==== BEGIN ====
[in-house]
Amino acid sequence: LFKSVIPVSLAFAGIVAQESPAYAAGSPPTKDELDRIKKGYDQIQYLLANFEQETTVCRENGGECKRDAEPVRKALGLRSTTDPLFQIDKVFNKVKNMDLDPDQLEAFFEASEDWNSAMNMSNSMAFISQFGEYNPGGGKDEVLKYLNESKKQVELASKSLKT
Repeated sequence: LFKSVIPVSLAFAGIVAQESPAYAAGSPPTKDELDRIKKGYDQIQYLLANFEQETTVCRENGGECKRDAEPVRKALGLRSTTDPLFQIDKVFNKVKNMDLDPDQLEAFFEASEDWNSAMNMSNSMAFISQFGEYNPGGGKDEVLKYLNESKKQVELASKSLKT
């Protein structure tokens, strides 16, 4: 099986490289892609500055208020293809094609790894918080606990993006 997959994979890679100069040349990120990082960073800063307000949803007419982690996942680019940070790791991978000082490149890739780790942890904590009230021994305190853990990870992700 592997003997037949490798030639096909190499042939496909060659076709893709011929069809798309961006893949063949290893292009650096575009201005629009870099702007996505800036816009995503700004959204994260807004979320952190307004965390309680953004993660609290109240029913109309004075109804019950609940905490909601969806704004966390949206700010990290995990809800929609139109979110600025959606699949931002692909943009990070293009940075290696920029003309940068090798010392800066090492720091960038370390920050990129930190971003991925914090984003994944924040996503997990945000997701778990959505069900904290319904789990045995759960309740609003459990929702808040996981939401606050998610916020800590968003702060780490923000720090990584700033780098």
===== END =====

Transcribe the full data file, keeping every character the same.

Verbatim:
[in-house]
Amino acid sequence: LFKSVIPVSLAFAGIVAQESPAYAAGSPPTKDELDRIKKGYDQIQYLLANFEQETTVCRENGGECKRDAEPVRKALGLRSTTDPLFQIDKVFNKVKNMDLDPDQLEAFFEASEDWNSAMNMSNSMAFISQFGEYNPGGGKDEVLKYLNESKKQVELASKSLKT
Repeated sequence: LFKSVIPVSLAFAGIVAQESPAYAAGSPPTKDELDRIKKGYDQIQYLLANFEQETTVCRENGGECKRDAEPVRKALGLRSTTDPLFQIDKVFNKVKNMDLDPDQLEAFFEASEDWNSAMNMSNSMAFISQFGEYNPGGGKDEVLKYLNESKKQVELASKSLKT
């Protein structure tokens, strides 16, 4: 099986490289892609500055208020293809094609790894918080606990993006 997959994979890679100069040349990120990082960073800063307000949803007419982690996942680019940070790791991978000082490149890739780790942890904590009230021994305190853990990870992700 592997003997037949490798030639096909190499042939496909060659076709893709011929069809798309961006893949063949290893292009650096575009201005629009870099702007996505800036816009995503700004959204994260807004979320952190307004965390309680953004993660609290109240029913109309004075109804019950609940905490909601969806704004966390949206700010990290995990809800929609139109979110600025959606699949931002692909943009990070293009940075290696920029003309940068090798010392800066090492720091960038370390920050990129930190971003991925914090984003994944924040996503997990945000997701778990959505069900904290319904789990045995759960309740609003459990929702808040996981939401606050998610916020800590968003702060780490923000720090990584700033780098």